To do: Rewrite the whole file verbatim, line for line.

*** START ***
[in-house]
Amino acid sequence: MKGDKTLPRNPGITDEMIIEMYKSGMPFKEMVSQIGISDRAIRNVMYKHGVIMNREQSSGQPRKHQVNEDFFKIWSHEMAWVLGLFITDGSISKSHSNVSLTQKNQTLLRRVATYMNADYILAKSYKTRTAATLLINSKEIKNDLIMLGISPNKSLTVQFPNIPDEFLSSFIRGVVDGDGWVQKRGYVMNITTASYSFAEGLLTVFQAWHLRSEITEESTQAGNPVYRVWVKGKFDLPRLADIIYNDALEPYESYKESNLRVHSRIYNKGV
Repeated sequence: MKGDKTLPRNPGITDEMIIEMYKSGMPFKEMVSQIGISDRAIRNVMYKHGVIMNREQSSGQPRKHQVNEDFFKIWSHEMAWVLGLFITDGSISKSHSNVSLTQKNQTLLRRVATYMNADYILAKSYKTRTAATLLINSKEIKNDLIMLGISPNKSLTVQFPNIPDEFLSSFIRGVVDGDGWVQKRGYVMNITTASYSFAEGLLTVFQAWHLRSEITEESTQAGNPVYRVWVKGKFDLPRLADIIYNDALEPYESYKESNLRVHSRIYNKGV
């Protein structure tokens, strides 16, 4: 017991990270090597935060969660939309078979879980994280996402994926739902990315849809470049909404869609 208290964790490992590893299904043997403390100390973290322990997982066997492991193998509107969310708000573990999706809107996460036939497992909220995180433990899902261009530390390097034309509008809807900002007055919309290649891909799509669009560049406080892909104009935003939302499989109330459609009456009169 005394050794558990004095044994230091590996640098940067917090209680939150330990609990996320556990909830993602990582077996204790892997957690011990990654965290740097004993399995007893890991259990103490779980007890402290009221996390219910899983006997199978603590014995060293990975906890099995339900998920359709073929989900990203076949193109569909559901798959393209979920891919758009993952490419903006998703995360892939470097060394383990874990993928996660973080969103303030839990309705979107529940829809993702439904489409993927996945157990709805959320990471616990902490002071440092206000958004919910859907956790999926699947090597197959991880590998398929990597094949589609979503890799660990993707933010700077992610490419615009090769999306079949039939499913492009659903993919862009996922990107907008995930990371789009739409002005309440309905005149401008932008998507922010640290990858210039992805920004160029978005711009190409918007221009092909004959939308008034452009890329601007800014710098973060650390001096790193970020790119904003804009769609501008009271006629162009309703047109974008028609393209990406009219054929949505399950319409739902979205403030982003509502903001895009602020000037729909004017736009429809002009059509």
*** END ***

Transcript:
[in-house]
Amino acid sequence: MKGDKTLPRNPGITDEMIIEMYKSGMPFKEMVSQIGISDRAIRNVMYKHGVIMNREQSSGQPRKHQVNEDFFKIWSHEMAWVLGLFITDGSISKSHSNVSLTQKNQTLLRRVATYMNADYILAKSYKTRTAATLLINSKEIKNDLIMLGISPNKSLTVQFPNIPDEFLSSFIRGVVDGDGWVQKRGYVMNITTASYSFAEGLLTVFQAWHLRSEITEESTQAGNPVYRVWVKGKFDLPRLADIIYNDALEPYESYKESNLRVHSRIYNKGV
Repeated sequence: MKGDKTLPRNPGITDEMIIEMYKSGMPFKEMVSQIGISDRAIRNVMYKHGVIMNREQSSGQPRKHQVNEDFFKIWSHEMAWVLGLFITDGSISKSHSNVSLTQKNQTLLRRVATYMNADYILAKSYKTRTAATLLINSKEIKNDLIMLGISPNKSLTVQFPNIPDEFLSSFIRGVVDGDGWVQKRGYVMNITTASYSFAEGLLTVFQAWHLRSEITEESTQAGNPVYRVWVKGKFDLPRLADIIYNDALEPYESYKESNLRVHSRIYNKGV
């Protein structure tokens, strides 16, 4: 017991990270090597935060969660939309078979879980994280996402994926739902990315849809470049909404869609 208290964790490992590893299904043997403390100390973290322990997982066997492991193998509107969310708000573990999706809107996460036939497992909220995180433990899902261009530390390097034309509008809807900002007055919309290649891909799509669009560049406080892909104009935003939302499989109330459609009456009169 005394050794558990004095044994230091590996640098940067917090209680939150330990609990996320556990909830993602990582077996204790892997957690011990990654965290740097004993399995007893890991259990103490779980007890402290009221996390219910899983006997199978603590014995060293990975906890099995339900998920359709073929989900990203076949193109569909559901798959393209979920891919758009993952490419903006998703995360892939470097060394383990874990993928996660973080969103303030839990309705979107529940829809993702439904489409993927996945157990709805959320990471616990902490002071440092206000958004919910859907956790999926699947090597197959991880590998398929990597094949589609979503890799660990993707933010700077992610490419615009090769999306079949039939499913492009659903993919862009996922990107907008995930990371789009739409002005309440309905005149401008932008998507922010640290990858210039992805920004160029978005711009190409918007221009092909004959939308008034452009890329601007800014710098973060650390001096790193970020790119904003804009769609501008009271006629162009309703047109974008028609393209990406009219054929949505399950319409739902979205403030982003509502903001895009602020000037729909004017736009429809002009059509």